Saturday, October 3, 2009

What's ultimately possible in physics?

I recently applied for the FQXi essay contest on the topic “What is ultimately possible in physics?” FQXi stands for Foundational Questions Institute. It “catalyzes, supports, and disseminates research on questions at the foundations of physics and cosmology, particularly new frontiers and innovative ideas integral to a deep understanding of reality, but unlikely to be supported by conventional funding sources.” It is directed and advised by a wide of array of renown professors and scientists. In fact, like the Perimeter Institute, it is exactly the institution that is concerned about questions which I am involved with for almost twenty years: understanding reality in a deeper way. So, it was not difficult to engage myself in writing an essay. I almost have the topic in my bones. So here's the result: “Ordinary Analogues for Quantum Mechanics”.

There's an evaluation process detailed on the FQXI Essay contest introduction page. The good news is that you may take part in that process as public voters. If you also applied with an essay, you may vote with a different profile: “community voter”. The essays should be “topical”, “foundational”, “original and creative”, “technically correct and rigorously argued”, “well and clearly written” and “accessible to a diverse, highly-educated but non-specialist audience, aiming in the range between the level of Scientific American and a review article in Science or Nature.” So if you feel you can evaluate on these criteria, I encourage you to vote for the different essays and participate in the discussion. Don't let yourself be impressed by some current low ratings. As all authors may vote as community members, there may be some nonconstructive voting from author competitors. Many essays, were rated 1 or 2 on a scale of 10, only a few hours after being posted, while they met the above evaluation criteria (in my view). It is more important to support and discuss good and innovative ideas. So, in order to end up with correctly balanced votes, join us at the essays main page!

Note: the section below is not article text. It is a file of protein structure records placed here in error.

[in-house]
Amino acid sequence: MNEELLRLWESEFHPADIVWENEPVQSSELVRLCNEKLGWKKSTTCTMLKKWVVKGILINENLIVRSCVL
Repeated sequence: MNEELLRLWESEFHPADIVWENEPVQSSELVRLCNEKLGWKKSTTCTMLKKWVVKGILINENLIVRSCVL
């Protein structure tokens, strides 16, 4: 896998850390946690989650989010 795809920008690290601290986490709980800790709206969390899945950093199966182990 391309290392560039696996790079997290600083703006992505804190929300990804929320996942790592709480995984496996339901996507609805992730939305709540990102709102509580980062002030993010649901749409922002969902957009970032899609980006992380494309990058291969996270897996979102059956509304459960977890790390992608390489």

For myself, I thought a good way to contribute with balanced votes is to communicate on what I perceive to be the core ideas of each essay I'll read. I intend to read as much as I can. There are currently about 100 essays and there may add some that were posted on the last day October 2nd. I've already read 4 of them and selected some inspiring quotes which I'll post on my twitter profile with hashtag #fqxiquote and here on this blog, apart from the physics quotes of the day.

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